'The Bucs just made Roberto Aguayo a 15-year vet'
While some fans (and pundits) were scratching their heads Friday night when the Bucs traded into the second round to draft Florida State kicker Roberto Aguayo, former Bucs special-teams assistant Billy Miller was beaming.
"I had a smile from ear to ear," said Miller, who trained Aguayo at Brandenton's IMG Academy. "I couldn't be happier for the kid. He put the work in...
"He's a great student. He wants to be the best. He's very deserving of this opportunity."
Miller knows that last statement is in question.
"Talk about raising eyebrows," ESPN wrote.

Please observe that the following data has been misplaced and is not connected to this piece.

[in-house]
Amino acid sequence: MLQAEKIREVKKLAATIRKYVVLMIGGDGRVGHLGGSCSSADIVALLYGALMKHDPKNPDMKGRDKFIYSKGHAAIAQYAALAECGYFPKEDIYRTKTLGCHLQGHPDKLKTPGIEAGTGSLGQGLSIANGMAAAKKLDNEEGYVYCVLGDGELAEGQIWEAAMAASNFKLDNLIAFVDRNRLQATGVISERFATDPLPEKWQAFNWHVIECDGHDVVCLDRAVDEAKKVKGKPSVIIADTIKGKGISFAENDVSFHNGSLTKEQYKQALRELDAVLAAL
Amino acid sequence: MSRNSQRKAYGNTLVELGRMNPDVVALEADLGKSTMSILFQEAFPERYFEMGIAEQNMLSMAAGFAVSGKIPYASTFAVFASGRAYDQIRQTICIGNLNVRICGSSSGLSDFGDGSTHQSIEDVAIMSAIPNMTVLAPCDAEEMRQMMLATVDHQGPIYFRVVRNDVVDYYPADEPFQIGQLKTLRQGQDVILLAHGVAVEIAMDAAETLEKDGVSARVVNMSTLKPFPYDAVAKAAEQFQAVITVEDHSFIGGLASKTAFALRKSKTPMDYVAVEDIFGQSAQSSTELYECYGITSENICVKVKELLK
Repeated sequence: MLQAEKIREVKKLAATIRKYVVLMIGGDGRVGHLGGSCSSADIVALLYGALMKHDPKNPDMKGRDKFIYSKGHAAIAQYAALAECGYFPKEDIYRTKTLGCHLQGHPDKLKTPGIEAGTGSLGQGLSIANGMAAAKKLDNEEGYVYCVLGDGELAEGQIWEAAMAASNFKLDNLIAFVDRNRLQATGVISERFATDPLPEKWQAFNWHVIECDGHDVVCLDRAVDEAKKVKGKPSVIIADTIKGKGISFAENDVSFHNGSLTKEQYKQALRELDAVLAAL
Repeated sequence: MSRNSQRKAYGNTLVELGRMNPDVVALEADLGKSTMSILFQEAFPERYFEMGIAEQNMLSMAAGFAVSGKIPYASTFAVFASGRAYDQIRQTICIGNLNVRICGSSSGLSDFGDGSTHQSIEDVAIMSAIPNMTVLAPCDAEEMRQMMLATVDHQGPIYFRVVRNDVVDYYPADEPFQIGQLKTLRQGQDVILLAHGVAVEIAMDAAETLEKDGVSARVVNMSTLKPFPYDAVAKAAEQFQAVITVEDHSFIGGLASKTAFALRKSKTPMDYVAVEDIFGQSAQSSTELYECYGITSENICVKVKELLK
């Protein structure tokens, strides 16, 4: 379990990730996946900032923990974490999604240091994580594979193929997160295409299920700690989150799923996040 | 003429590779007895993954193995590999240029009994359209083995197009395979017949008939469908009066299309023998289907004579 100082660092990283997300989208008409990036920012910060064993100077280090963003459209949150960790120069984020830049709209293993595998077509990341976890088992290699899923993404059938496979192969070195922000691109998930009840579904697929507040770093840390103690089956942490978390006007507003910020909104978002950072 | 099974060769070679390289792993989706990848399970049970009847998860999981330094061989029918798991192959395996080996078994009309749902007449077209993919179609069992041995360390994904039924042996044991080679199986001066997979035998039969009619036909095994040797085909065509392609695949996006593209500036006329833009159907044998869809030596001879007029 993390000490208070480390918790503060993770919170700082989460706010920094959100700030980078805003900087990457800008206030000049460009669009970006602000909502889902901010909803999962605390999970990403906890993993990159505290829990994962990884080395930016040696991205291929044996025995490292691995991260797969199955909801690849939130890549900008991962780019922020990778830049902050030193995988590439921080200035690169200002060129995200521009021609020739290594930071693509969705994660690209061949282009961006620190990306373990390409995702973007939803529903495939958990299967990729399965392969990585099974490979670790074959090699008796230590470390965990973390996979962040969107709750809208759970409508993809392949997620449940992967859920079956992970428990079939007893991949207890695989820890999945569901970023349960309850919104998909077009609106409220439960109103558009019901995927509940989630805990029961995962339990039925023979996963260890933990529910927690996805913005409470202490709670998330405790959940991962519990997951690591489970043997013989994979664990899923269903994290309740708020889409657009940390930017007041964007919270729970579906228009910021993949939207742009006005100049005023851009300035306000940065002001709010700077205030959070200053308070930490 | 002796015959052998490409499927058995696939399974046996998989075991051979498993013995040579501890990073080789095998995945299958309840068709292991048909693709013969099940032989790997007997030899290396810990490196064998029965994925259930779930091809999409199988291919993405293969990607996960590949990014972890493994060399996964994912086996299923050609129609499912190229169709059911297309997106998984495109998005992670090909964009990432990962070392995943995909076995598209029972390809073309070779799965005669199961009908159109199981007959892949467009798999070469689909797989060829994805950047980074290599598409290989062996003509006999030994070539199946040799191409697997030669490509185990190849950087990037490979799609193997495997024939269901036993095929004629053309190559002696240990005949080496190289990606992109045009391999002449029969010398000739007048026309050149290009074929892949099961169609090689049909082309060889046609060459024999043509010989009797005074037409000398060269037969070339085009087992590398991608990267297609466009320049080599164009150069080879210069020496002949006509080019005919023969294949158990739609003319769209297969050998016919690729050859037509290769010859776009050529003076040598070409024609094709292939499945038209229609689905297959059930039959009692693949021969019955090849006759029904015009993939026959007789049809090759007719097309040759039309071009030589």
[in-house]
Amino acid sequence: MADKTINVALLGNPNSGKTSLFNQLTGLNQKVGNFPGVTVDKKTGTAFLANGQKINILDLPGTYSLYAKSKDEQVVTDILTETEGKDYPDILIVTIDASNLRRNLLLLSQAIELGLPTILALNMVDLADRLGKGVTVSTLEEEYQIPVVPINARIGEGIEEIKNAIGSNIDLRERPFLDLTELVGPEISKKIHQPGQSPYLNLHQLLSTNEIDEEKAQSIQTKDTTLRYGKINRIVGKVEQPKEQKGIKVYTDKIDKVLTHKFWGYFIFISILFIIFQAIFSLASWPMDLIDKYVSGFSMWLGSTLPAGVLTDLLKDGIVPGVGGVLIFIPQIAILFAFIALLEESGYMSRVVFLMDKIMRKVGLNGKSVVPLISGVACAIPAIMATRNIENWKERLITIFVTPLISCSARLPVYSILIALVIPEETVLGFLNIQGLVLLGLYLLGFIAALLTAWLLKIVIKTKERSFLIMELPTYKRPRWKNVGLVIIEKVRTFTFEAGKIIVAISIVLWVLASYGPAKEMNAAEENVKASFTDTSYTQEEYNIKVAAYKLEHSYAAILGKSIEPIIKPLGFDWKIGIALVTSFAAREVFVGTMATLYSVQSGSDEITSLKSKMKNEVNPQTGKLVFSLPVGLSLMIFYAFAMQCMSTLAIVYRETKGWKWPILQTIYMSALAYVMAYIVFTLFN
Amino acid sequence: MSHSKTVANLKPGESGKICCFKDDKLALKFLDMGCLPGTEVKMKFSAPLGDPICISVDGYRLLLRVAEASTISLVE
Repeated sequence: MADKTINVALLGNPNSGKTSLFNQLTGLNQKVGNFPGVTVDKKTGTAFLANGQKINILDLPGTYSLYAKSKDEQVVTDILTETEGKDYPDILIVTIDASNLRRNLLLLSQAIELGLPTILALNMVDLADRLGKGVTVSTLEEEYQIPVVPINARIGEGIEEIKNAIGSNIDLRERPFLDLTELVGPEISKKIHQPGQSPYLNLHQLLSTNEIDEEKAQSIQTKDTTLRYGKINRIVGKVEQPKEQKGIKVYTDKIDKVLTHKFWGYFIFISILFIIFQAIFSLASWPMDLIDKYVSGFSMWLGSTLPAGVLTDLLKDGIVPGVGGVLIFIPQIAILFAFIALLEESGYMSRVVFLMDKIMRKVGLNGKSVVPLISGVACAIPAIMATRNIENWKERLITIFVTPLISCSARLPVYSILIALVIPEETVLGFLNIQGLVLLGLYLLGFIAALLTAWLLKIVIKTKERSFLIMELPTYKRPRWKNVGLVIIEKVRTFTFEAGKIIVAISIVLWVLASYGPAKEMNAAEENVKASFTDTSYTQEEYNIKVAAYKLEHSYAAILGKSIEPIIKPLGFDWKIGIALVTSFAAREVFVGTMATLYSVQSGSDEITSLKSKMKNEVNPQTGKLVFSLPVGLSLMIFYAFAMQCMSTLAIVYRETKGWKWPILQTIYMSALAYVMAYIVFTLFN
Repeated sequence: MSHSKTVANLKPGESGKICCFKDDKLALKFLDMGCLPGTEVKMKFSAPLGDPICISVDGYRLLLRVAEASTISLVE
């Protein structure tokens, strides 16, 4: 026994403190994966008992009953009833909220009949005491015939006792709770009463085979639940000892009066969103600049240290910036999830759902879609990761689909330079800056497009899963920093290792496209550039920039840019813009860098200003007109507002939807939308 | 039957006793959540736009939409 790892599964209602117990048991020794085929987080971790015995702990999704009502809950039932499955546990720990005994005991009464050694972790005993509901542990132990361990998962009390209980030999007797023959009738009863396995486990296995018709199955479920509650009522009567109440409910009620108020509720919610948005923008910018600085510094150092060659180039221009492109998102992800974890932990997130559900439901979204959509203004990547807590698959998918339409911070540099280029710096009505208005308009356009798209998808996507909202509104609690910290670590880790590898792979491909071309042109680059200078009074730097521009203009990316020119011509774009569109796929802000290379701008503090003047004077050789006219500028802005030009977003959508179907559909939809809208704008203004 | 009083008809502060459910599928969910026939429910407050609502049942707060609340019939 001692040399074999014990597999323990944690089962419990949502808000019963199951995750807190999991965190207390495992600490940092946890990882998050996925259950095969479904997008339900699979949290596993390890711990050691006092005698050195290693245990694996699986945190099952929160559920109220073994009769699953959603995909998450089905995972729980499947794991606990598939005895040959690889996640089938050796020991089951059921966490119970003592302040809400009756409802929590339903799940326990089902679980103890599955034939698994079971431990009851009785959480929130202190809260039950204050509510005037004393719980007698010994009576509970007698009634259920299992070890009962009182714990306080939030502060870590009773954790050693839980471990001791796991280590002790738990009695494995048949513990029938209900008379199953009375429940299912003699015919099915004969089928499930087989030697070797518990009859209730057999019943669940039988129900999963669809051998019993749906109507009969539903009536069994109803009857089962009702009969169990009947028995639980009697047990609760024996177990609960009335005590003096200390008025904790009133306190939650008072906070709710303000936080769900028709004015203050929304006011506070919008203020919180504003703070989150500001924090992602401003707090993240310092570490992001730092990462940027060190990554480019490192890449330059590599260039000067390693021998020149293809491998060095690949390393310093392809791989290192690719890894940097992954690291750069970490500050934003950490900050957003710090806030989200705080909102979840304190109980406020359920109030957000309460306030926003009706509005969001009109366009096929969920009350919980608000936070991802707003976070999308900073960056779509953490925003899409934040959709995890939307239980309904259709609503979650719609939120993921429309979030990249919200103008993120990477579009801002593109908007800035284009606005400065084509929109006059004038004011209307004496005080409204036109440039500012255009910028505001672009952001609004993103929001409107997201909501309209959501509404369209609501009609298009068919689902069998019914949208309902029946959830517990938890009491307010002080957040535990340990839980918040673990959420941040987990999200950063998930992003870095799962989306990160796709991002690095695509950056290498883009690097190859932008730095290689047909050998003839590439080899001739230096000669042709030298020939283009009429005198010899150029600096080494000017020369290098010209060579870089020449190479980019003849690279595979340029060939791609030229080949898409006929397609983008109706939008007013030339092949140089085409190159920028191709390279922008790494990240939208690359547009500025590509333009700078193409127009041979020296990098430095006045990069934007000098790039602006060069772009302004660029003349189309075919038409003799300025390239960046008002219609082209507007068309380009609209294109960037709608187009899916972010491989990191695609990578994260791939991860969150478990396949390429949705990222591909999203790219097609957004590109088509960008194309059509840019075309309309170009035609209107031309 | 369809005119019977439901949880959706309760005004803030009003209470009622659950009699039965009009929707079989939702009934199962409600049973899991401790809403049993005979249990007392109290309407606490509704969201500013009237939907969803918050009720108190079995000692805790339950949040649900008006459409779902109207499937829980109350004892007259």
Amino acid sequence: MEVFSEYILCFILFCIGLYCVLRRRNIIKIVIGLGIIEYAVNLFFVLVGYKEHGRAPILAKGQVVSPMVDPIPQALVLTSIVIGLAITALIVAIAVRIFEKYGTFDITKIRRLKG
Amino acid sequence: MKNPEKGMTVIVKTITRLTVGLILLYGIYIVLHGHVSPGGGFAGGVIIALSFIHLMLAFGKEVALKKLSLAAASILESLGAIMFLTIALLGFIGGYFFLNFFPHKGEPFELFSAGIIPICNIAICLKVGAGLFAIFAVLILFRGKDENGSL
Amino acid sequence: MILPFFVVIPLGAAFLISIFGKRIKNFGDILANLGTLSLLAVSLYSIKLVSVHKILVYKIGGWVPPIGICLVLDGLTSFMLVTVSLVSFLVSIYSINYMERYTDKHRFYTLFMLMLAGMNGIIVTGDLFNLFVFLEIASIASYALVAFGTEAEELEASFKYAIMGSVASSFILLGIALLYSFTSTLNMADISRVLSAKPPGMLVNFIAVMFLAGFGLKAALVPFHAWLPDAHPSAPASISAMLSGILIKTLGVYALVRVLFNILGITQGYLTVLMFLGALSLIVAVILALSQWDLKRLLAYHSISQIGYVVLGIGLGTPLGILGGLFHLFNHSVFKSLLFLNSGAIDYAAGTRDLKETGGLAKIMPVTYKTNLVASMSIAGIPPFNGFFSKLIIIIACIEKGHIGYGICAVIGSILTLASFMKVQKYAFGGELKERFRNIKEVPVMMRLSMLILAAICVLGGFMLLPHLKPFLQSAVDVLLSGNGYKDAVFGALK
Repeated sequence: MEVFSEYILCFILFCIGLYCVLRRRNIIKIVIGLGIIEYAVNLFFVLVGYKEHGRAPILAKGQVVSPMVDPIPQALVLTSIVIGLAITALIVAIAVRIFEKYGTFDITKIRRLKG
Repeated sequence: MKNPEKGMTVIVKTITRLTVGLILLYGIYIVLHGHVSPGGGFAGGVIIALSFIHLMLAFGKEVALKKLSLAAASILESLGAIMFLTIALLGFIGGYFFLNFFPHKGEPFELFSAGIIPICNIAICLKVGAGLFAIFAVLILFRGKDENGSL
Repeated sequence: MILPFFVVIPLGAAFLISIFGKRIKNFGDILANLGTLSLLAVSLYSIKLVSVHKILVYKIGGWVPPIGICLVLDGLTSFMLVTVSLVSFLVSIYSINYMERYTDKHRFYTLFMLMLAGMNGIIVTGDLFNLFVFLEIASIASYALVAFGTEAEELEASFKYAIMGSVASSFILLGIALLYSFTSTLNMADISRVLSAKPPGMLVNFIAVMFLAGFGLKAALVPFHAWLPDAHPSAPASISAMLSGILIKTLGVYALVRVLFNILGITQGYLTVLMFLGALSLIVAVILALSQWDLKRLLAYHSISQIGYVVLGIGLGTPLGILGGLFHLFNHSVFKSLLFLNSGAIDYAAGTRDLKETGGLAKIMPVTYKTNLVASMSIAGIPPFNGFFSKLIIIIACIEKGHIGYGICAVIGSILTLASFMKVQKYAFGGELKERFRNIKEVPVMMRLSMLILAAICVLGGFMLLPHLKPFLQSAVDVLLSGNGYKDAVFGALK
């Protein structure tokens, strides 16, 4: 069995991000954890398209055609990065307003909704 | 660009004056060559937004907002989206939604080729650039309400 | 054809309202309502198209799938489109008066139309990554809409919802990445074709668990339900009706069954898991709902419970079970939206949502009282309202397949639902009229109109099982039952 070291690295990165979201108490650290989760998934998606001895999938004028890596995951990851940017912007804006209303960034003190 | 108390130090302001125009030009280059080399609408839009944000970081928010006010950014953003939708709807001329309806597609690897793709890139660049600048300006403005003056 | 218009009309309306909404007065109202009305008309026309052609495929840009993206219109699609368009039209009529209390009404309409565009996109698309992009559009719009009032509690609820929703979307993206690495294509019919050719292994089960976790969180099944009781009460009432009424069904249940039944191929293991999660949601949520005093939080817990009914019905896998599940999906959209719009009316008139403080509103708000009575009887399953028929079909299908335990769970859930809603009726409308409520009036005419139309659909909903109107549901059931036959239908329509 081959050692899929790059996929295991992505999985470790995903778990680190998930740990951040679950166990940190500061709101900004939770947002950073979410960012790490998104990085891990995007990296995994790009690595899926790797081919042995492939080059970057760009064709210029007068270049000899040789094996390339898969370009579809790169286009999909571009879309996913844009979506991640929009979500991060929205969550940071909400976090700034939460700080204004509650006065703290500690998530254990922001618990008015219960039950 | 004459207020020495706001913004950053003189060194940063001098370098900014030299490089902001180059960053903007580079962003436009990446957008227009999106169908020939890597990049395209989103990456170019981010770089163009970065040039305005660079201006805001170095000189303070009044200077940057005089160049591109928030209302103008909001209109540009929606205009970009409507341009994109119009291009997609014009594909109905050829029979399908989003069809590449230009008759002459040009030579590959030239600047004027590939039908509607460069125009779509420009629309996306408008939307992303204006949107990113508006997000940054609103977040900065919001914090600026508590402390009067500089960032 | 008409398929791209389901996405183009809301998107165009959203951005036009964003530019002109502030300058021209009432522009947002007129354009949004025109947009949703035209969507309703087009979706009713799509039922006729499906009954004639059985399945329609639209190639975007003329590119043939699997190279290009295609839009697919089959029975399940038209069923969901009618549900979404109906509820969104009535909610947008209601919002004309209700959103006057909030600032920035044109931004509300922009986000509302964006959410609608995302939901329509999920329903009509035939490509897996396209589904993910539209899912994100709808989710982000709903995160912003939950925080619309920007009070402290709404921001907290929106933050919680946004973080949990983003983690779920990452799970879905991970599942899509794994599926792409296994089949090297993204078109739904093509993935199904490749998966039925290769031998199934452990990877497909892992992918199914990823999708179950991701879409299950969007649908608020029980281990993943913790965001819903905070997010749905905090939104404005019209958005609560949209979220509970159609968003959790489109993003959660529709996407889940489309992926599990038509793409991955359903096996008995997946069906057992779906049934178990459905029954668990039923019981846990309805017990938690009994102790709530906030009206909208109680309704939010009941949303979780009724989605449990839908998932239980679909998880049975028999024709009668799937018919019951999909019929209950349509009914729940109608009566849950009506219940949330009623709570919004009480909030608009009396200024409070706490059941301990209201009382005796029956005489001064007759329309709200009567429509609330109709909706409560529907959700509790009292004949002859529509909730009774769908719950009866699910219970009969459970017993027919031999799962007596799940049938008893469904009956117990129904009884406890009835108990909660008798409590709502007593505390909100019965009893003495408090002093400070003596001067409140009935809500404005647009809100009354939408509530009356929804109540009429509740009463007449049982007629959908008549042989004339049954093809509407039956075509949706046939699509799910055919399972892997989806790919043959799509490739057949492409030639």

"Yup, the Bucs drafted a kicker in the second round," read a headline from the Washington Post.
Before the draft, Miller and I talked about the possibility of Aguayo going in the second round, thanks in part to changing rules in the NFL. After the selection, I asked Miller to address Friday night's criticism. He pointed out how tight the NFL is: 59 regular-season games were decided by three or fewer points last year. That's 23 percent of the contests when a good kicker can be the difference between a win or a loss.
"The typical days of the kicker are long gone. If you look at how many games come down to three points or less...
"A 90 percent kicker now is about the norm. That means the Bucs just made Roberto a 15-year vet in the league."
This isn't the first time a team has traded up to draft a kicker. In 1992, the Lions moved up to pick Jason Hanson. He spent 21 seasons with Detroit, and his 2,150 career points are the fourth-most in NFL history.